What Are Best Practices for Protecting Against Ransomware?

Author: InterVision
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When talking about ransomware attacks it’s a matter of when, not if. Cyberattacks are a booming business, and they’re continuing to increase at a steady pace. According to Cybercrime Magazine damages from cybercrime are expected to hit $6 trillion this year—while the IDC’s 2021 Ransomware Study reported that 37% of global organizations stated that they fell victim to some form of ransomware attack in 2021. So, how can ransomware attacks be prevented?

The plain truth: ransomware attacks cannot be prevented and security backup tools alone can’t protect you from losing everything during a ransomware attack.

You need a holistic approach to be fully protected. This means you need to be prepared from every angle, every step of the way. In this blog we’ll cover the basics of ransomware best practices, answer some commonly asked questions, and explain how Ransomware Protection as a Service™ (RPaaS™) is the best way to keep your data safe and secure 24/7.

 

How Does Ransomware Protection Work?

Although the specific needs and regulations for every organization are different, there are a few standard practices that all companies should follow to help protect themselves in the event of a ransomware attack. As a way to make this information more digestible, we created a ransomware response checklist to help you better evaluate the state of your current cybersecurity protection practices.

  • Are you following ransomware backup best practices? There are many backup best practices that are recommended by cybersecurity experts. One of the most common backup security measures is the 3-2-1 backup rule. What is the 3-2-1 backup rule? The 3-2-1 backup strategy is designed to reduce the impact of a single breach in security from ransomware. This includes instances like a stolen device or a disk drive failure. Here is a brief breakdown of the 3-2-1 strategy:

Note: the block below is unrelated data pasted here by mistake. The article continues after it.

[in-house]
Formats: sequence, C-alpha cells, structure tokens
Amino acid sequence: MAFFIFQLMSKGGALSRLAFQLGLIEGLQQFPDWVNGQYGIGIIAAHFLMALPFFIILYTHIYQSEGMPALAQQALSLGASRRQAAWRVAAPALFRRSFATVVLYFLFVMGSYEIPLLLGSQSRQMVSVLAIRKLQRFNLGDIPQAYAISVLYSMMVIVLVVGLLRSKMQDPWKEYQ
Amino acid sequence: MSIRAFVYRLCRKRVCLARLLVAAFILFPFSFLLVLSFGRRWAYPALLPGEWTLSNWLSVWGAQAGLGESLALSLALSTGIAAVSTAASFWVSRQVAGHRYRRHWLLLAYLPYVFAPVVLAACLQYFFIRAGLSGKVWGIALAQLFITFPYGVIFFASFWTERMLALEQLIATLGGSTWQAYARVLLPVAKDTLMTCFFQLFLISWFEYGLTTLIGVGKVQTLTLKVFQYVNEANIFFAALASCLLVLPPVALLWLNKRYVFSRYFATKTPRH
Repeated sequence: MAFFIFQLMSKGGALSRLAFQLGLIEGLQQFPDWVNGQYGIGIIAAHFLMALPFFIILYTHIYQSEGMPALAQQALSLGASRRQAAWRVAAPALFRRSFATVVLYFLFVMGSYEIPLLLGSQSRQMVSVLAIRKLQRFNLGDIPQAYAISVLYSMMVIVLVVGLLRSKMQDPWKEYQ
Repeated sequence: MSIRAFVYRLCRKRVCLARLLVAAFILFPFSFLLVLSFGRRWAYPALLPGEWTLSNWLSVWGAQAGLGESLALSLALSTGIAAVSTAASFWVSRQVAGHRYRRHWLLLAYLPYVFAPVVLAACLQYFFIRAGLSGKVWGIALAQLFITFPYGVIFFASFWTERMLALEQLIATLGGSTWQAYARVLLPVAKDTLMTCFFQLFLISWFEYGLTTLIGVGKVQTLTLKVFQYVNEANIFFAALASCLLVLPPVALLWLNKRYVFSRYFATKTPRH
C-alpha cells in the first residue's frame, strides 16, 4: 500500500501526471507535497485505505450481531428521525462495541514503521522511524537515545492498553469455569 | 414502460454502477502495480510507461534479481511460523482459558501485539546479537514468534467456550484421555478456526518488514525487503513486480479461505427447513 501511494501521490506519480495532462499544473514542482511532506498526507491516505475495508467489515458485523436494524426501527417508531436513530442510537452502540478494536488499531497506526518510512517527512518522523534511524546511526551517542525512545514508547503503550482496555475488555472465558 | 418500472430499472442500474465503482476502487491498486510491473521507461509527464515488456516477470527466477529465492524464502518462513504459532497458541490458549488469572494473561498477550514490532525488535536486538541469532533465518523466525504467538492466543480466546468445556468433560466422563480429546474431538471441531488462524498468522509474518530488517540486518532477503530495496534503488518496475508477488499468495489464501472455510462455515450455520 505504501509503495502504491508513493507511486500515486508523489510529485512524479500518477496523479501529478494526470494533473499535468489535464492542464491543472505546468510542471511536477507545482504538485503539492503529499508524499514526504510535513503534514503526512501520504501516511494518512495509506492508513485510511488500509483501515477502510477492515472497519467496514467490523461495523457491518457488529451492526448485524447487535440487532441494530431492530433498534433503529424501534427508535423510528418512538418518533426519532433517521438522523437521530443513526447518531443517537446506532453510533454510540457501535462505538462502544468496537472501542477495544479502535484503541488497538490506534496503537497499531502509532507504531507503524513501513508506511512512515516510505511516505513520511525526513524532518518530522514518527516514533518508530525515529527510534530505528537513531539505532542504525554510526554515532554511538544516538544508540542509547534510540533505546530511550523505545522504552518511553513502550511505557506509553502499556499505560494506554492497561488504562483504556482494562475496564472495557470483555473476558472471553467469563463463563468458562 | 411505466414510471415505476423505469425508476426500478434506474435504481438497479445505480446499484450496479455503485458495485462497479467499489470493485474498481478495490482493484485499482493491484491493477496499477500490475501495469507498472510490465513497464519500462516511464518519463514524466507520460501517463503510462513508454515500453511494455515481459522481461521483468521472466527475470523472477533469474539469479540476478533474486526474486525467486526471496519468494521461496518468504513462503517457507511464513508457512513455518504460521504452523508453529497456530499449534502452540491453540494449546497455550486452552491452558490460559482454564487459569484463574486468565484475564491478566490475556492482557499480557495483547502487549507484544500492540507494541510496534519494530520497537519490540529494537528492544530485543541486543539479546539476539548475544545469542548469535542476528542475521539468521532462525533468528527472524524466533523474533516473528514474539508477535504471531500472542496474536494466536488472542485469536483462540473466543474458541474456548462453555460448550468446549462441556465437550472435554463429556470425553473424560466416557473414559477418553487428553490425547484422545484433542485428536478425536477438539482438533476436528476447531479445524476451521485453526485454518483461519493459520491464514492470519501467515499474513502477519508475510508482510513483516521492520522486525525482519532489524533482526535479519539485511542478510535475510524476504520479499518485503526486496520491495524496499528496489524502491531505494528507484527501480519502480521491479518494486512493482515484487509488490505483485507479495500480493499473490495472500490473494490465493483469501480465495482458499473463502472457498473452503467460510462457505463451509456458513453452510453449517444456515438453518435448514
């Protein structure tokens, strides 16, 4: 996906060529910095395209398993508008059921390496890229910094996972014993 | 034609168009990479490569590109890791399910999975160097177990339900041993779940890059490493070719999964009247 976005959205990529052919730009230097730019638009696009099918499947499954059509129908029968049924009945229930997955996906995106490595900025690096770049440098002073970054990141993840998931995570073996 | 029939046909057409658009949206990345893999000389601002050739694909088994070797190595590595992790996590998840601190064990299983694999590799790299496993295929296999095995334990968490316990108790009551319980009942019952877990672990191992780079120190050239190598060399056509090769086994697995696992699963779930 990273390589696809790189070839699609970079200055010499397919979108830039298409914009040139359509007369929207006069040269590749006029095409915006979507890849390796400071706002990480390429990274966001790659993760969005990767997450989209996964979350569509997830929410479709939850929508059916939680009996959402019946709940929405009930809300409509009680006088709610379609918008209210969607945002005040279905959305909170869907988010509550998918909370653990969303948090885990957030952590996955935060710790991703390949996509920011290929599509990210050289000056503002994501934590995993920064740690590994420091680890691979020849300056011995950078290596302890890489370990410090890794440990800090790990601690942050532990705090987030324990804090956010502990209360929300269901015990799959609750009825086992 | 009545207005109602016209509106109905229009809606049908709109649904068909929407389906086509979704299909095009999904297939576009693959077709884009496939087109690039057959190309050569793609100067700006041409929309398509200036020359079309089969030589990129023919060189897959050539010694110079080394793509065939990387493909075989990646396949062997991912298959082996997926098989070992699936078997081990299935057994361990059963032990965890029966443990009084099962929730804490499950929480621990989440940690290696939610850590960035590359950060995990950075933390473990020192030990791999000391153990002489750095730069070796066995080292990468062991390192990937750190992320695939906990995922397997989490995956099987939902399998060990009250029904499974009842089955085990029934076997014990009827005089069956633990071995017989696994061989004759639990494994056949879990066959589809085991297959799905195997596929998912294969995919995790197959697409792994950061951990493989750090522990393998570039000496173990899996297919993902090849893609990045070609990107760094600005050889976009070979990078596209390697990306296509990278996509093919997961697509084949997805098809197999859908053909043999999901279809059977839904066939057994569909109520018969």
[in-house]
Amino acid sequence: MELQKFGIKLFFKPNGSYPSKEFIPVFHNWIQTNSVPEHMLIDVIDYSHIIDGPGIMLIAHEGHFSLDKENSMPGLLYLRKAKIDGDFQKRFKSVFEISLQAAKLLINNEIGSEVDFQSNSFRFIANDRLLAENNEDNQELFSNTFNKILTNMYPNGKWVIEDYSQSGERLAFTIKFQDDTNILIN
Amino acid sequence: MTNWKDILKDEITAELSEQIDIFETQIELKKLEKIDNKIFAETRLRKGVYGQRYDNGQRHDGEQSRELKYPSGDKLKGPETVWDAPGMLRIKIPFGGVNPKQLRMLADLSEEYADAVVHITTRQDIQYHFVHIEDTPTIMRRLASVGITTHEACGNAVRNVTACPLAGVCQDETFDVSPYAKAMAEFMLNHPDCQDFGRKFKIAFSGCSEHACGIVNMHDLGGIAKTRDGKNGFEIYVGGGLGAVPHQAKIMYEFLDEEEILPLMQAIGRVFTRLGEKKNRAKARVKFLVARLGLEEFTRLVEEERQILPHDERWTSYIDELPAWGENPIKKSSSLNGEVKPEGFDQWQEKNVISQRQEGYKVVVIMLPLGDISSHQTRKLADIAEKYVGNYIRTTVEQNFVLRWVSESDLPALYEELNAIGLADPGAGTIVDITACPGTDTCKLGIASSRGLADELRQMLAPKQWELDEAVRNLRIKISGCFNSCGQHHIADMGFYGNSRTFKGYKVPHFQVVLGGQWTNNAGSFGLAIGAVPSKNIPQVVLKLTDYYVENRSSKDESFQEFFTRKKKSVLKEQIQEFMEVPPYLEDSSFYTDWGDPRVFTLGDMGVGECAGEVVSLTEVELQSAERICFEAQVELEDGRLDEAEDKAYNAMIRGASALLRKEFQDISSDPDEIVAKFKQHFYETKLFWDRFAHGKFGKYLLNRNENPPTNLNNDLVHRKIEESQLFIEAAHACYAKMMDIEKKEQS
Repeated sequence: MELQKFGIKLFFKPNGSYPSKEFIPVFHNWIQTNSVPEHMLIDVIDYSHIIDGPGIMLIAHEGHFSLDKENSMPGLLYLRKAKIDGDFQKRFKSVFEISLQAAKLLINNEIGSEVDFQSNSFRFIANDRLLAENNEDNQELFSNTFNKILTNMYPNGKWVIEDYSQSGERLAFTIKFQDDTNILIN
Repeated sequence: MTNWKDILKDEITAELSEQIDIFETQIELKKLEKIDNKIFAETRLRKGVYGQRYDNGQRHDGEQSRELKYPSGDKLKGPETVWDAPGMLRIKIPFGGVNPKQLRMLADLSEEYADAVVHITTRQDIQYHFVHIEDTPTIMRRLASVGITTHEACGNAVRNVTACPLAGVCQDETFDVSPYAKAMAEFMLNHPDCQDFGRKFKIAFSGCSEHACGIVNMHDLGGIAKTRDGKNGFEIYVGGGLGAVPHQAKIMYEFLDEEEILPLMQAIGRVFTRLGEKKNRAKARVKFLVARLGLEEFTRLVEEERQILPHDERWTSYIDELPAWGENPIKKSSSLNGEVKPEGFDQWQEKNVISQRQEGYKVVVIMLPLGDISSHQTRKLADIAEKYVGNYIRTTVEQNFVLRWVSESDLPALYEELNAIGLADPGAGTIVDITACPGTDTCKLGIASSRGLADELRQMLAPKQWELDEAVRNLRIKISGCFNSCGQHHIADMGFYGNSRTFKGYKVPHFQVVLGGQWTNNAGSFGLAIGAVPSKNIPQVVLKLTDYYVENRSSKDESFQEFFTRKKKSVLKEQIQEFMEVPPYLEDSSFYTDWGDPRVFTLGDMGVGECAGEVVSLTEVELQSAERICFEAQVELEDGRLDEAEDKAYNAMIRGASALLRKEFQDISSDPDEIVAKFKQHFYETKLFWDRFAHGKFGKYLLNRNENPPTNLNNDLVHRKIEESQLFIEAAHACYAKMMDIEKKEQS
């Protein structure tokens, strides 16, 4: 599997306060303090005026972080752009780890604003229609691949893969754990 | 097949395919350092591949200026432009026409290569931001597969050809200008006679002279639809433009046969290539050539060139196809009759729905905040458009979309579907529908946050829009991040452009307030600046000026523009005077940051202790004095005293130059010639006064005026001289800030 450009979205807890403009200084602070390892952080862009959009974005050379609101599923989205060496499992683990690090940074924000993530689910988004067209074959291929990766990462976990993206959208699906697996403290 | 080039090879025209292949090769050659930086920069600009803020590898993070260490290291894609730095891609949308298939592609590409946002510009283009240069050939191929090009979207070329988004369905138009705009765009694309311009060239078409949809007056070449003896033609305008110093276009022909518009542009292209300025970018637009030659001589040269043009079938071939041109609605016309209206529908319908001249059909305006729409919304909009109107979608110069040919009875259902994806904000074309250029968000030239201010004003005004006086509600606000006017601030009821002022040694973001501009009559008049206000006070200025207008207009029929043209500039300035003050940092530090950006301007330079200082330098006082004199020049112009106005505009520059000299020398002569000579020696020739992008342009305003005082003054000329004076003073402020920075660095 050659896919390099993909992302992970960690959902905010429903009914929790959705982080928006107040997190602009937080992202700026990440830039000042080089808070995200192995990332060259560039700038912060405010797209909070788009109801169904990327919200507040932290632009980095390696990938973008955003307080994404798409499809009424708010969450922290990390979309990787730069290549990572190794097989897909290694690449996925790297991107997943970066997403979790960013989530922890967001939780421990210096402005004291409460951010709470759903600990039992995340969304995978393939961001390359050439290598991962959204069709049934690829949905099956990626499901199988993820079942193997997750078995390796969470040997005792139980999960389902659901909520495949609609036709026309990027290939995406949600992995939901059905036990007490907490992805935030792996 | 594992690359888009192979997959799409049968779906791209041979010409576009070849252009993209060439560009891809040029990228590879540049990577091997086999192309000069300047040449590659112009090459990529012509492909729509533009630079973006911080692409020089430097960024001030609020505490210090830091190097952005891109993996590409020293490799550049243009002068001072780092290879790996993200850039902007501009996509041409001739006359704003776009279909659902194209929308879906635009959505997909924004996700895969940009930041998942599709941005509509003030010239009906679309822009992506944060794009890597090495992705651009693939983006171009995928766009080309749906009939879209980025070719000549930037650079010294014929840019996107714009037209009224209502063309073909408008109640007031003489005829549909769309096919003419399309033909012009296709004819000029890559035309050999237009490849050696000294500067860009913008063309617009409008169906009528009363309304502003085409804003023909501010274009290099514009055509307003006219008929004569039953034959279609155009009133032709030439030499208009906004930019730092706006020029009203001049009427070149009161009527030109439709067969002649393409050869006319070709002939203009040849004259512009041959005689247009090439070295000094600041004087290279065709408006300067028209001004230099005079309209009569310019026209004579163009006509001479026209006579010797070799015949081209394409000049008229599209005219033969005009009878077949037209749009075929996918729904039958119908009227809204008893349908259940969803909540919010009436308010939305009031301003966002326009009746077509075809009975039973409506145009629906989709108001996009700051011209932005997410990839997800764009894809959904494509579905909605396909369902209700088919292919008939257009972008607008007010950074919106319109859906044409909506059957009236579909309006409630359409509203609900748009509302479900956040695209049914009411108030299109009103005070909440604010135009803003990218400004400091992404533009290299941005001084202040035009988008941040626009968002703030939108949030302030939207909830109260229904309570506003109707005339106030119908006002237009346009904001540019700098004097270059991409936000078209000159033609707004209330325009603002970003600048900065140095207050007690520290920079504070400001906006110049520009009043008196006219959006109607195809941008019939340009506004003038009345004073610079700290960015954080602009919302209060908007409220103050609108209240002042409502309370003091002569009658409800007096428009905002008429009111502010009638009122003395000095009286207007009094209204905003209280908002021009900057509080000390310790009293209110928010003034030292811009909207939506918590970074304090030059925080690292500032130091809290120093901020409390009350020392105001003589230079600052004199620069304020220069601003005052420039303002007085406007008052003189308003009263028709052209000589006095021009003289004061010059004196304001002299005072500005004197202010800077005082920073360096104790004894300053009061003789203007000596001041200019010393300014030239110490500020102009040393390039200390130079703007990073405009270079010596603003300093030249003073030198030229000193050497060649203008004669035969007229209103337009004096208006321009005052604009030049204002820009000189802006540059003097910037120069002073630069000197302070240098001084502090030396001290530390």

3: Create one primary backup and two copies of your data.
2: Save your backups to two different types of media.
1: Keep at least one backup file offsite.

  • Are you using ransomware protection software? Using software like Commvault backup ransomware protection manages your backup, disaster recovery, and data archiving processes to give you an additional layer of protection. Although these software services aren’t a fully comprehensive solution on their own, they are an essential part of fortifying your business against potential hackers.
  • Are you using SIEM? Security information and event management (SIEM) is a security solution for ransomware attacks and other security needs for all of your business’ technology. SIEM will identify where your security is lacking, monitor potential threats, and update your security measures regularly. Using the SIEM toolset in addition with ransomware protection software gets your business a step closer to a fully realized protection strategy.